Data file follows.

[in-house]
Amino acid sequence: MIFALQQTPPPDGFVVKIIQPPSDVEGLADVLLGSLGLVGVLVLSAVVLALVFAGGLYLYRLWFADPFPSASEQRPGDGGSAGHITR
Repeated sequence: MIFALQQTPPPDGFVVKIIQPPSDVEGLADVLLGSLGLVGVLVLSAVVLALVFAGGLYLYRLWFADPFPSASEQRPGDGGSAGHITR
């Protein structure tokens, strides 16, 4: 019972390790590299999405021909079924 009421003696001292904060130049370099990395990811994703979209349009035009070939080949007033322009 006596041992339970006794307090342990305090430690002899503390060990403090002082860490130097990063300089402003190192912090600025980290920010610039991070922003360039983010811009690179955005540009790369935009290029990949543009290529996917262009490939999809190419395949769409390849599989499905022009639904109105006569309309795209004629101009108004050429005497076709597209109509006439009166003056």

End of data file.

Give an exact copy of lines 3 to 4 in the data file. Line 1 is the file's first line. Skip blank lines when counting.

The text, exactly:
Repeated sequence: MIFALQQTPPPDGFVVKIIQPPSDVEGLADVLLGSLGLVGVLVLSAVVLALVFAGGLYLYRLWFADPFPSASEQRPGDGGSAGHITR
């Protein structure tokens, strides 16, 4: 019972390790590299999405021909079924 009421003696001292904060130049370099990395990811994703979209349009035009070939080949007033322009 006596041992339970006794307090342990305090430690002899503390060990403090002082860490130097990063300089402003190192912090600025980290920010610039991070922003360039983010811009690179955005540009790369935009290029990949543009290529996917262009490939999809190419395949769409390849599989499905022009639904109105006569309309795209004629101009108004050429005497076709597209109509006439009166003056």